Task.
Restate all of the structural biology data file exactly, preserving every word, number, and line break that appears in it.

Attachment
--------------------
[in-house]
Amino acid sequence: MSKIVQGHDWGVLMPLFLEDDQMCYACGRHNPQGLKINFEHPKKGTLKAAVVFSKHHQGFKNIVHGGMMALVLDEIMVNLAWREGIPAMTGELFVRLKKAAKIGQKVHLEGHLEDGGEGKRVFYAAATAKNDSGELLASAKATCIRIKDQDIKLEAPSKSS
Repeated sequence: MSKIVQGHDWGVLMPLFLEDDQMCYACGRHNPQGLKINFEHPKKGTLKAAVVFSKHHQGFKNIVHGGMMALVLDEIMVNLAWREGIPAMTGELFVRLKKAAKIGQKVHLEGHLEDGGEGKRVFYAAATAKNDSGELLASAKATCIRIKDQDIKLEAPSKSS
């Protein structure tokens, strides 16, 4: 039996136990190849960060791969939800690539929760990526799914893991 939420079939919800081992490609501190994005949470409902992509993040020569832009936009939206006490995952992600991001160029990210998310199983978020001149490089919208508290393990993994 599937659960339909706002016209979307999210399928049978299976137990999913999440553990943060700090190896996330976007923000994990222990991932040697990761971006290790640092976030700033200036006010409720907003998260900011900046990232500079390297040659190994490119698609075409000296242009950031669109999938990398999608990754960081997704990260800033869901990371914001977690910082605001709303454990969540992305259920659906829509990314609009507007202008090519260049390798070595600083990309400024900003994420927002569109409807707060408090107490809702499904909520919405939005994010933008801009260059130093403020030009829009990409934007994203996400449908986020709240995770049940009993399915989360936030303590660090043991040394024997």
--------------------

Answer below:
[in-house]
Amino acid sequence: MSKIVQGHDWGVLMPLFLEDDQMCYACGRHNPQGLKINFEHPKKGTLKAAVVFSKHHQGFKNIVHGGMMALVLDEIMVNLAWREGIPAMTGELFVRLKKAAKIGQKVHLEGHLEDGGEGKRVFYAAATAKNDSGELLASAKATCIRIKDQDIKLEAPSKSS
Repeated sequence: MSKIVQGHDWGVLMPLFLEDDQMCYACGRHNPQGLKINFEHPKKGTLKAAVVFSKHHQGFKNIVHGGMMALVLDEIMVNLAWREGIPAMTGELFVRLKKAAKIGQKVHLEGHLEDGGEGKRVFYAAATAKNDSGELLASAKATCIRIKDQDIKLEAPSKSS
């Protein structure tokens, strides 16, 4: 039996136990190849960060791969939800690539929760990526799914893991 939420079939919800081992490609501190994005949470409902992509993040020569832009936009939206006490995952992600991001160029990210998310199983978020001149490089919208508290393990993994 599937659960339909706002016209979307999210399928049978299976137990999913999440553990943060700090190896996330976007923000994990222990991932040697990761971006290790640092976030700033200036006010409720907003998260900011900046990232500079390297040659190994490119698609075409000296242009950031669109999938990398999608990754960081997704990260800033869901990371914001977690910082605001709303454990969540992305259920659906829509990314609009507007202008090519260049390798070595600083990309400024900003994420927002569109409807707060408090107490809702499904909520919405939005994010933008801009260059130093403020030009829009990409934007994203996400449908986020709240995770049940009993399915989360936030303590660090043991040394024997």